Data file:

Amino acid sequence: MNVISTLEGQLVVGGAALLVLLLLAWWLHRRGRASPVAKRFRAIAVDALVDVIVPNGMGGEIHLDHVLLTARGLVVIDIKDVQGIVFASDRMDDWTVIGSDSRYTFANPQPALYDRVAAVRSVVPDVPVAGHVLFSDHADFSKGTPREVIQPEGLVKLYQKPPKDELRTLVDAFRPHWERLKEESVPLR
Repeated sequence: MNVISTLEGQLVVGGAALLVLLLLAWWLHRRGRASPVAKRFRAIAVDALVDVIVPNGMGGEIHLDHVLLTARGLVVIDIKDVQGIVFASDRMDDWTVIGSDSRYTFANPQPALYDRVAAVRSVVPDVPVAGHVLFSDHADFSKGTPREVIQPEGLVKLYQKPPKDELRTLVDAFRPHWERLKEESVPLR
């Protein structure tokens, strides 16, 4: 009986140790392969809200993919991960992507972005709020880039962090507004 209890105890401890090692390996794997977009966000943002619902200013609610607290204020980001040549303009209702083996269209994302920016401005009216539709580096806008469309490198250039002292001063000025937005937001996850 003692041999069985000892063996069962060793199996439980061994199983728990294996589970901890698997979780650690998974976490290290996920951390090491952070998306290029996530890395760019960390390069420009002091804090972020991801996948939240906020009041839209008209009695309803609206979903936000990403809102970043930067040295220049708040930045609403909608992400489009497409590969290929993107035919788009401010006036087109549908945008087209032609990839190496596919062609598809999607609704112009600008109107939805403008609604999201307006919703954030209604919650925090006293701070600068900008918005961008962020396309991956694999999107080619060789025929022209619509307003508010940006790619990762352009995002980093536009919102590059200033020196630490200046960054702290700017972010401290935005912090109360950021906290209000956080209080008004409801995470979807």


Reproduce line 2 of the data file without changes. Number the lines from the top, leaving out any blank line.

Repeated sequence: MNVISTLEGQLVVGGAALLVLLLLAWWLHRRGRASPVAKRFRAIAVDALVDVIVPNGMGGEIHLDHVLLTARGLVVIDIKDVQGIVFASDRMDDWTVIGSDSRYTFANPQPALYDRVAAVRSVVPDVPVAGHVLFSDHADFSKGTPREVIQPEGLVKLYQKPPKDELRTLVDAFRPHWERLKEESVPLR